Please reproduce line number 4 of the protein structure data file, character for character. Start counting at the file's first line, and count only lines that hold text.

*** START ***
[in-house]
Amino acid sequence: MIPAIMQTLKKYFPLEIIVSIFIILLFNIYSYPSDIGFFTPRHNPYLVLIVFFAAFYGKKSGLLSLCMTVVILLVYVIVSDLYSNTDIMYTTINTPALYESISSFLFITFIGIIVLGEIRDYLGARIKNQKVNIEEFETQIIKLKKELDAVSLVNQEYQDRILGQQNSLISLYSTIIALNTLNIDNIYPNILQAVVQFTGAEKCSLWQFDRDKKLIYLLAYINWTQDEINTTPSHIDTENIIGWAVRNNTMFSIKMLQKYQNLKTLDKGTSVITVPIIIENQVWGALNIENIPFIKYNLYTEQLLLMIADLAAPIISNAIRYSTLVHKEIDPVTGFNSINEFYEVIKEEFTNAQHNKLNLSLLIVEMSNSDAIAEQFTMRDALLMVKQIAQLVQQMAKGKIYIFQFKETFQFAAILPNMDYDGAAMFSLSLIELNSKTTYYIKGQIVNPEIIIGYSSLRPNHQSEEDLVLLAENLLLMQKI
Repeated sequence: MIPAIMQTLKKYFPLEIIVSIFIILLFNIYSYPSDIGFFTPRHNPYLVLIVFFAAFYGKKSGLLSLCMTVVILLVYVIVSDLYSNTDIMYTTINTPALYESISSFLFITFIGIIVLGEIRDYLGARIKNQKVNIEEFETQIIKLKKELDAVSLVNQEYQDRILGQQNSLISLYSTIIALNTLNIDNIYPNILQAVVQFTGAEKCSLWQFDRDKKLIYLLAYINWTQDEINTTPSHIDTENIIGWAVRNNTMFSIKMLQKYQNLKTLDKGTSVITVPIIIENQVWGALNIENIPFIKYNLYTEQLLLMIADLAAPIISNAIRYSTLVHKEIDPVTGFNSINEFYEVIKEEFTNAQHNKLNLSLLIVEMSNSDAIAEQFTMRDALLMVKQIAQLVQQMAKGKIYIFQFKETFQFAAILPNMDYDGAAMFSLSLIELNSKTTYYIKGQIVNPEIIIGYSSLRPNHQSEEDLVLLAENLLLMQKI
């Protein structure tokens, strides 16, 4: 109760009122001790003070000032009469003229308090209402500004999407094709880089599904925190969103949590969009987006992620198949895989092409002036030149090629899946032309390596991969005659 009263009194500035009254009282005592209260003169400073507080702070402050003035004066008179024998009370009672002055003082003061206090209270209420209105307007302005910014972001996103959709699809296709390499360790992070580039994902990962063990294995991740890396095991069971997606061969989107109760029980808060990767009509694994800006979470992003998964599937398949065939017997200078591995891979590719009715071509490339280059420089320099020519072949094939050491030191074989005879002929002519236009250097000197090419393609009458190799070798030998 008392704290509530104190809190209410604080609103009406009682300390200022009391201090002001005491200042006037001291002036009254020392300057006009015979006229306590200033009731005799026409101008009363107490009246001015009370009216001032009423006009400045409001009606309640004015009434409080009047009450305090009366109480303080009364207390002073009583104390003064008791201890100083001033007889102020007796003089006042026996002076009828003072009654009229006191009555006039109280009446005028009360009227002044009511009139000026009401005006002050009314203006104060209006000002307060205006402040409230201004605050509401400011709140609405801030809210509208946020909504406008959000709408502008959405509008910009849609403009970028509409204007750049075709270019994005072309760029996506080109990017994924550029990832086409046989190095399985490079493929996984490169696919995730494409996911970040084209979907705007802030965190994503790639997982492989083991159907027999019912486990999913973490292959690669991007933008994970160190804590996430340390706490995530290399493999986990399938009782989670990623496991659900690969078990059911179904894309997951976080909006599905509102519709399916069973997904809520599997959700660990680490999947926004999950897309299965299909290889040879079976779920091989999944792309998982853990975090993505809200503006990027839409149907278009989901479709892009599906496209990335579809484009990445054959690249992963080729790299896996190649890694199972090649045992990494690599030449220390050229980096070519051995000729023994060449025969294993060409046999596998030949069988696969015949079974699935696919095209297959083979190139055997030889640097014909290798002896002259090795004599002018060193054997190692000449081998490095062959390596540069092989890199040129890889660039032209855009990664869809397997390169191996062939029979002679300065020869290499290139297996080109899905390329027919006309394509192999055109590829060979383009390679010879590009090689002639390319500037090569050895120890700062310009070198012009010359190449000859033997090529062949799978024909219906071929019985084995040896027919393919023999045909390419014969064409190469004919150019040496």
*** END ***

């Protein structure tokens, strides 16, 4: 109760009122001790003070000032009469003229308090209402500004999407094709880089599904925190969103949590969009987006992620198949895989092409002036030149090629899946032309390596991969005659 009263009194500035009254009282005592209260003169400073507080702070402050003035004066008179024998009370009672002055003082003061206090209270209420209105307007302005910014972001996103959709699809296709390499360790992070580039994902990962063990294995991740890396095991069971997606061969989107109760029980808060990767009509694994800006979470992003998964599937398949065939017997200078591995891979590719009715071509490339280059420089320099020519072949094939050491030191074989005879002929002519236009250097000197090419393609009458190799070798030998 008392704290509530104190809190209410604080609103009406009682300390200022009391201090002001005491200042006037001291002036009254020392300057006009015979006229306590200033009731005799026409101008009363107490009246001015009370009216001032009423006009400045409001009606309640004015009434409080009047009450305090009366109480303080009364207390002073009583104390003064008791201890100083001033007889102020007796003089006042026996002076009828003072009654009229006191009555006039109280009446005028009360009227002044009511009139000026009401005006002050009314203006104060209006000002307060205006402040409230201004605050509401400011709140609405801030809210509208946020909504406008959000709408502008959405509008910009849609403009970028509409204007750049075709270019994005072309760029996506080109990017994924550029990832086409046989190095399985490079493929996984490169696919995730494409996911970040084209979907705007802030965190994503790639997982492989083991159907027999019912486990999913973490292959690669991007933008994970160190804590996430340390706490995530290399493999986990399938009782989670990623496991659900690969078990059911179904894309997951976080909006599905509102519709399916069973997904809520599997959700660990680490999947926004999950897309299965299909290889040879079976779920091989999944792309998982853990975090993505809200503006990027839409149907278009989901479709892009599906496209990335579809484009990445054959690249992963080729790299896996190649890694199972090649045992990494690599030449220390050229980096070519051995000729023994060449025969294993060409046999596998030949069988696969015949079974699935696919095209297959083979190139055997030889640097014909290798002896002259090795004599002018060193054997190692000449081998490095062959390596540069092989890199040129890889660039032209855009990664869809397997390169191996062939029979002679300065020869290499290139297996080109899905390329027919006309394509192999055109590829060979383009390679010879590009090689002639390319500037090569050895120890700062310009070198012009010359190449000859033997090529062949799978024909219906071929019985084995040896027919393919023999045909390419014969064409190469004919150019040496």